The posters hanging across downtown Bellingham, Washington, aren’t promoting the next Hollywood blockbuster or a pop star’s big album release; these banners are plugging science.
Mandy Kramer — also known as “Miss Mandible” — is a graphic designer in Bellingham, and as a science enthusiast, she was excited to donate her talents to her local March for Science by making a series of science-themed posters.
The March for Science is a national movement started as a response to the perceived restrictions to scientists’ ability to research and communicate their findings. Marches in hundreds of cities in the U.S. and abroad will take place on April 22.
Kramer described the city of Bellingham as enthusiastic about science. But when you venture further out of the city, her sense is that science becomes less of a priority for the more conservative residents of her state.
But “everyone here, even if they’re on the conservative side, does appreciate the environment,” Kramer said. “It is a really beautiful area surrounded by mountains, trees and water.”
Scientists due to speak at Bellingham’s March for Science — retired astronaut Wendy Lawrence and physicist Melissa Rice, who worked on the Mars Rover — inspired two of Kramer’s posters. Kramer’s father, a marine biologist, infused a love for the ocean into Mandy as a child, which is why she included one underwater poster.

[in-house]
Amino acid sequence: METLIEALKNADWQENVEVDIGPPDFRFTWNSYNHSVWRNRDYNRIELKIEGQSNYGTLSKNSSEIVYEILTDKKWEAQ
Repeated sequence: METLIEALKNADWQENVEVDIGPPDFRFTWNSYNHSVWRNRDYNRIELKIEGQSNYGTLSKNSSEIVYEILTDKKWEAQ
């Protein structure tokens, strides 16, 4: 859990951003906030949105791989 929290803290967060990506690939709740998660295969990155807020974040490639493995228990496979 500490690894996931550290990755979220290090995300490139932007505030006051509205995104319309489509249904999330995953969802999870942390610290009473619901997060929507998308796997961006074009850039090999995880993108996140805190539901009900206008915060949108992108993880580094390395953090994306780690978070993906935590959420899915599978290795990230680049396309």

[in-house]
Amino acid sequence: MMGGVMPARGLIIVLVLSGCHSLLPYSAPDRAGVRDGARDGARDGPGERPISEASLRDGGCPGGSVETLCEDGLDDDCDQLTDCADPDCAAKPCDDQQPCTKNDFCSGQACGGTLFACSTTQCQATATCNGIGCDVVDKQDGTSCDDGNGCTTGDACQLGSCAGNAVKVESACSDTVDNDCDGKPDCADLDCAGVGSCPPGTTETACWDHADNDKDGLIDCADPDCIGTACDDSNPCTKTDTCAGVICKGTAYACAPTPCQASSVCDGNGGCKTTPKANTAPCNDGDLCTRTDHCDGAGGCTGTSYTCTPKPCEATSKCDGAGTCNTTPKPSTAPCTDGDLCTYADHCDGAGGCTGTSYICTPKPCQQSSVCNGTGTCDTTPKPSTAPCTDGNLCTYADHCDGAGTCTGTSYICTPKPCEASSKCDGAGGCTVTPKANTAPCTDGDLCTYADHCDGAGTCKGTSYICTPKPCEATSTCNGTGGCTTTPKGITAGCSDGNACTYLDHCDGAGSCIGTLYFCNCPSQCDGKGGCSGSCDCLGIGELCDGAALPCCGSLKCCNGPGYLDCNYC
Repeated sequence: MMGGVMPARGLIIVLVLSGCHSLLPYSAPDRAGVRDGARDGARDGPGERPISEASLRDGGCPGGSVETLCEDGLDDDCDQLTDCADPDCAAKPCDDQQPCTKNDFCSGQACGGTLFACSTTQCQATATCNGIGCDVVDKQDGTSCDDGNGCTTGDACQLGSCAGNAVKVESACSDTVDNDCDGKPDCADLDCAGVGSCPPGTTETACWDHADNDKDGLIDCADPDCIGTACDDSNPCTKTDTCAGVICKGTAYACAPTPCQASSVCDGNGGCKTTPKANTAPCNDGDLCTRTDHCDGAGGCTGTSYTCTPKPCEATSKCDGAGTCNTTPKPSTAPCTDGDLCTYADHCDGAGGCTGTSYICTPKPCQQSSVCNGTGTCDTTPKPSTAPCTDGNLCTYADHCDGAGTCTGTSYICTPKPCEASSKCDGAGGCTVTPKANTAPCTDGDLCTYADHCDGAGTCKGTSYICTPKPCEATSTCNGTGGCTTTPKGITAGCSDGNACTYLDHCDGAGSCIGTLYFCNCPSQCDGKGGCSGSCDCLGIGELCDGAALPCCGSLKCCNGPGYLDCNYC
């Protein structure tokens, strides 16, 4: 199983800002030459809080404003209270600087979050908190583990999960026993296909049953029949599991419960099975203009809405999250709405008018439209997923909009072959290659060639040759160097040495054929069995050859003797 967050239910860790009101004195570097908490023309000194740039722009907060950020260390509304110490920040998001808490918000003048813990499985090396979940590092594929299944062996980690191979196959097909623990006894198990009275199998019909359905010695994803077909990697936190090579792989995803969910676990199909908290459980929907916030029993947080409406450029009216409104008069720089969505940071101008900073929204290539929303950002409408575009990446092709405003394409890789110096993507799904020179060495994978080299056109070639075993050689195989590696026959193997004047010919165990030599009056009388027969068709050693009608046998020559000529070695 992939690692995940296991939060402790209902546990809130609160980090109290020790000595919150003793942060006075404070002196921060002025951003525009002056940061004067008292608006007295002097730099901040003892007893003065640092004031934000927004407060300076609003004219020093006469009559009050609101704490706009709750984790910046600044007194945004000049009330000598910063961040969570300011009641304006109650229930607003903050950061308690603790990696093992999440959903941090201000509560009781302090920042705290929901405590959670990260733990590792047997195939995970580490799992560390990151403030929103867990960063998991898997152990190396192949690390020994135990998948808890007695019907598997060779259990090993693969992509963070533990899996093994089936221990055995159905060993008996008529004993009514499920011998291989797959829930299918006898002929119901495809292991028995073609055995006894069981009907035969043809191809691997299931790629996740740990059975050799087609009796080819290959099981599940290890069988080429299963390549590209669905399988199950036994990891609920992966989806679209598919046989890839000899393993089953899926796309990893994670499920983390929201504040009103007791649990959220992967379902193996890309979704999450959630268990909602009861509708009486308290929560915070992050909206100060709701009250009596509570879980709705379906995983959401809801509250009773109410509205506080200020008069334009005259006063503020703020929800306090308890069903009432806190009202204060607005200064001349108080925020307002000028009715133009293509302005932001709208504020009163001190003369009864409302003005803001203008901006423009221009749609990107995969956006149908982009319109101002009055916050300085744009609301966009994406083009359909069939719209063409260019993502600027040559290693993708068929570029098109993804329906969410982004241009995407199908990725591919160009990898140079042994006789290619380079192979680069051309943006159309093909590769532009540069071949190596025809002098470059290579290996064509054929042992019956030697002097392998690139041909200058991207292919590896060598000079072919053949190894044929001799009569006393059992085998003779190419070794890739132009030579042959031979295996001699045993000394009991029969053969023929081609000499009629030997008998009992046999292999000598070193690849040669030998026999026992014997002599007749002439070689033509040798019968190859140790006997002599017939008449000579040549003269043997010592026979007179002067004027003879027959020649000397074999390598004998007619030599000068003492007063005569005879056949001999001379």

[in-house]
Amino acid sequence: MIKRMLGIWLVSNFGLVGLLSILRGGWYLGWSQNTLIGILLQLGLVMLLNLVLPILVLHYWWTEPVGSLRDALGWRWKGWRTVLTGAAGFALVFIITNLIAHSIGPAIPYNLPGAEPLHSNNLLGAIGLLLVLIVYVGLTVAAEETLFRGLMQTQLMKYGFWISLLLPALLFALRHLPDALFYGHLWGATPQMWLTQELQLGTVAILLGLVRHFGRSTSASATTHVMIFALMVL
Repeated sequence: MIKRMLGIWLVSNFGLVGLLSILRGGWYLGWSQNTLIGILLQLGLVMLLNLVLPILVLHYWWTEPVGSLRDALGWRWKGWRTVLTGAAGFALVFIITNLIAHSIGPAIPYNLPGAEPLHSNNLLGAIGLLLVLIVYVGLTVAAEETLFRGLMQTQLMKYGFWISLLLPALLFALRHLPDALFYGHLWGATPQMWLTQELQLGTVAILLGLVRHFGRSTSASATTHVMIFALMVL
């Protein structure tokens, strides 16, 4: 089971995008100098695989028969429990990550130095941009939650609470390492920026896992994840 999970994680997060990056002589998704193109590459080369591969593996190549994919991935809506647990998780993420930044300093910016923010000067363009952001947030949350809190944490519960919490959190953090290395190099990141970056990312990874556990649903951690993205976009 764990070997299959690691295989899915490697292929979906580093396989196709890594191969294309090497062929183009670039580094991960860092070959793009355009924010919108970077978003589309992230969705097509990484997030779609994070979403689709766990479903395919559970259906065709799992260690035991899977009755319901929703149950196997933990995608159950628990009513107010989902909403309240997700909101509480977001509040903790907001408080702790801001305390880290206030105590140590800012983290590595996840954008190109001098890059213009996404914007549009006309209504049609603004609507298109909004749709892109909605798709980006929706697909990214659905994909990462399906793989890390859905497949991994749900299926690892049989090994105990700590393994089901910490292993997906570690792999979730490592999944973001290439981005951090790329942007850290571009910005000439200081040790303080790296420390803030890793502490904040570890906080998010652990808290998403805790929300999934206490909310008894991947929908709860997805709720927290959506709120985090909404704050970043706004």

Kramer supports the march even though people have voiced concerns over politicizing science. “I would say when we bring politics into science, unfortunately, the result isn’t always the best,” Kramer said. But she recognizes that science and politics are intertwined anyway, given how the two affected her father’s work.
“He worked for a contractor of NOAA and one of the problems was, there was a lot of talking, like, ‘Well, we can’t really do this because of this rule or that rule,’” Kramer said. “Just a single, very small policy might end up taking years and years to even pass. And by the time it passed, the damage has already been done.”
If he had been trying to get protections for a species, for example, in theory the bureaucratic process could have taken so long that the species might have gone extinct.
So Kramer, who says that she doesn’t have quite enough patience to be a scientist herself, is glad that she has an opportunity to donate her talents to the march.
“I’m hoping this event will at least create extra support, awareness. Maybe educating the public on how they can do their part to ensure that some of the policies that have been put into place are overturned,” Kramer said. “Just letting the people’s word be heard that we do want science, we do want research to continue and we do want policies to be put in place that are for the benefit of mankind.”